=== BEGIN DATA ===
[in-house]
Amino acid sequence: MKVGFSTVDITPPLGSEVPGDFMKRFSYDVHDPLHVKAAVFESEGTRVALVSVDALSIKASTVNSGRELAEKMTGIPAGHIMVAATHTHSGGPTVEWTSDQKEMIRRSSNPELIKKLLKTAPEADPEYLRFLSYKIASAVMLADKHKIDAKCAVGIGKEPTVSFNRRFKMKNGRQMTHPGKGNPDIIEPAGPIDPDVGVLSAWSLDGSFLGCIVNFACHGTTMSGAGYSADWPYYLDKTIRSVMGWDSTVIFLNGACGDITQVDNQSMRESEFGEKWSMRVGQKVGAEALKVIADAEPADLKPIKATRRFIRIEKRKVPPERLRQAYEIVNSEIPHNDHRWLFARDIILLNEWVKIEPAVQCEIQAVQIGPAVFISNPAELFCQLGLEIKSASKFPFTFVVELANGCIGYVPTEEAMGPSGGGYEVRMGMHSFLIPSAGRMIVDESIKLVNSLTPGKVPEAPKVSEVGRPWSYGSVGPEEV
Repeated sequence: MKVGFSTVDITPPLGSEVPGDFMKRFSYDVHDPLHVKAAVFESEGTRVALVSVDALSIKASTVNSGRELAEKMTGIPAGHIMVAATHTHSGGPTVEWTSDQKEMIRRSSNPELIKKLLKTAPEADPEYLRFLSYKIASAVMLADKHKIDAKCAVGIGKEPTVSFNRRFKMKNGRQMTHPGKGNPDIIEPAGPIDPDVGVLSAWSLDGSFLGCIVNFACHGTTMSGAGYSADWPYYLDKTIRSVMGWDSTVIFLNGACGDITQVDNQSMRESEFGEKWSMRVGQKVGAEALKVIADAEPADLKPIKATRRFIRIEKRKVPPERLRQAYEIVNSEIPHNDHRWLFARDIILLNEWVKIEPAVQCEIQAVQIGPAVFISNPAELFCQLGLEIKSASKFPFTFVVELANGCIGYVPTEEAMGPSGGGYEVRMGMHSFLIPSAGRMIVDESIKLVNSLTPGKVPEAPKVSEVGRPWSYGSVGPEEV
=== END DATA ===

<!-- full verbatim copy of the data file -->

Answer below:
[in-house]
Amino acid sequence: MKVGFSTVDITPPLGSEVPGDFMKRFSYDVHDPLHVKAAVFESEGTRVALVSVDALSIKASTVNSGRELAEKMTGIPAGHIMVAATHTHSGGPTVEWTSDQKEMIRRSSNPELIKKLLKTAPEADPEYLRFLSYKIASAVMLADKHKIDAKCAVGIGKEPTVSFNRRFKMKNGRQMTHPGKGNPDIIEPAGPIDPDVGVLSAWSLDGSFLGCIVNFACHGTTMSGAGYSADWPYYLDKTIRSVMGWDSTVIFLNGACGDITQVDNQSMRESEFGEKWSMRVGQKVGAEALKVIADAEPADLKPIKATRRFIRIEKRKVPPERLRQAYEIVNSEIPHNDHRWLFARDIILLNEWVKIEPAVQCEIQAVQIGPAVFISNPAELFCQLGLEIKSASKFPFTFVVELANGCIGYVPTEEAMGPSGGGYEVRMGMHSFLIPSAGRMIVDESIKLVNSLTPGKVPEAPKVSEVGRPWSYGSVGPEEV
Repeated sequence: MKVGFSTVDITPPLGSEVPGDFMKRFSYDVHDPLHVKAAVFESEGTRVALVSVDALSIKASTVNSGRELAEKMTGIPAGHIMVAATHTHSGGPTVEWTSDQKEMIRRSSNPELIKKLLKTAPEADPEYLRFLSYKIASAVMLADKHKIDAKCAVGIGKEPTVSFNRRFKMKNGRQMTHPGKGNPDIIEPAGPIDPDVGVLSAWSLDGSFLGCIVNFACHGTTMSGAGYSADWPYYLDKTIRSVMGWDSTVIFLNGACGDITQVDNQSMRESEFGEKWSMRVGQKVGAEALKVIADAEPADLKPIKATRRFIRIEKRKVPPERLRQAYEIVNSEIPHNDHRWLFARDIILLNEWVKIEPAVQCEIQAVQIGPAVFISNPAELFCQLGLEIKSASKFPFTFVVELANGCIGYVPTEEAMGPSGGGYEVRMGMHSFLIPSAGRMIVDESIKLVNSLTPGKVPEAPKVSEVGRPWSYGSVGPEEV